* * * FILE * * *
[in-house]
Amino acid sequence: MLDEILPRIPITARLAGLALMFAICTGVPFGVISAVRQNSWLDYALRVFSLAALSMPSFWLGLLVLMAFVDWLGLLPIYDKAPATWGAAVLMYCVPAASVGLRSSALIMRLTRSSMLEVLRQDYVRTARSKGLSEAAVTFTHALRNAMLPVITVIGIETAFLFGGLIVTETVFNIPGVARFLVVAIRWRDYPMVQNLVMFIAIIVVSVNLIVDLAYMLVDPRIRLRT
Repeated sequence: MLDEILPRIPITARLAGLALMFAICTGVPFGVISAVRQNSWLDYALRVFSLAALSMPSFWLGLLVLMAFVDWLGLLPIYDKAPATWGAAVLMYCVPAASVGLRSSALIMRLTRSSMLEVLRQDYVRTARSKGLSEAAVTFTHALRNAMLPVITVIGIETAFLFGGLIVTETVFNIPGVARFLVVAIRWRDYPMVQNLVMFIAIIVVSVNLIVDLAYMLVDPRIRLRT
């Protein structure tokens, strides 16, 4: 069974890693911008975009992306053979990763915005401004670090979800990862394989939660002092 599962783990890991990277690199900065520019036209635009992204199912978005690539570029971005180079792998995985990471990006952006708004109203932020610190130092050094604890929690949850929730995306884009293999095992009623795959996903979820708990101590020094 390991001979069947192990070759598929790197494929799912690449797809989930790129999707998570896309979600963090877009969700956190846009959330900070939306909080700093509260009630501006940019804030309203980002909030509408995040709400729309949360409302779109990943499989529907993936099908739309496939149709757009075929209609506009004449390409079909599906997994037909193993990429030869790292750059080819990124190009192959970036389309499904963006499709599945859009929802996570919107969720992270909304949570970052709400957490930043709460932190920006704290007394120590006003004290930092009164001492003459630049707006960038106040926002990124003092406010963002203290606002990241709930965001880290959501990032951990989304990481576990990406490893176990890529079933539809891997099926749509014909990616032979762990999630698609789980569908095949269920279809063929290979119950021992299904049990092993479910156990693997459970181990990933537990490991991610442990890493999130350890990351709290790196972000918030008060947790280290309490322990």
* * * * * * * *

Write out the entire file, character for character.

[in-house]
Amino acid sequence: MLDEILPRIPITARLAGLALMFAICTGVPFGVISAVRQNSWLDYALRVFSLAALSMPSFWLGLLVLMAFVDWLGLLPIYDKAPATWGAAVLMYCVPAASVGLRSSALIMRLTRSSMLEVLRQDYVRTARSKGLSEAAVTFTHALRNAMLPVITVIGIETAFLFGGLIVTETVFNIPGVARFLVVAIRWRDYPMVQNLVMFIAIIVVSVNLIVDLAYMLVDPRIRLRT
Repeated sequence: MLDEILPRIPITARLAGLALMFAICTGVPFGVISAVRQNSWLDYALRVFSLAALSMPSFWLGLLVLMAFVDWLGLLPIYDKAPATWGAAVLMYCVPAASVGLRSSALIMRLTRSSMLEVLRQDYVRTARSKGLSEAAVTFTHALRNAMLPVITVIGIETAFLFGGLIVTETVFNIPGVARFLVVAIRWRDYPMVQNLVMFIAIIVVSVNLIVDLAYMLVDPRIRLRT
């Protein structure tokens, strides 16, 4: 069974890693911008975009992306053979990763915005401004670090979800990862394989939660002092 599962783990890991990277690199900065520019036209635009992204199912978005690539570029971005180079792998995985990471990006952006708004109203932020610190130092050094604890929690949850929730995306884009293999095992009623795959996903979820708990101590020094 390991001979069947192990070759598929790197494929799912690449797809989930790129999707998570896309979600963090877009969700956190846009959330900070939306909080700093509260009630501006940019804030309203980002909030509408995040709400729309949360409302779109990943499989529907993936099908739309496939149709757009075929209609506009004449390409079909599906997994037909193993990429030869790292750059080819990124190009192959970036389309499904963006499709599945859009929802996570919107969720992270909304949570970052709400957490930043709460932190920006704290007394120590006003004290930092009164001492003459630049707006960038106040926002990124003092406010963002203290606002990241709930965001880290959501990032951990989304990481576990990406490893176990890529079933539809891997099926749509014909990616032979762990999630698609789980569908095949269920279809063929290979119950021992299904049990092993479910156990693997459970181990990933537990490991991610442990890493999130350890990351709290790196972000918030008060947790280290309490322990």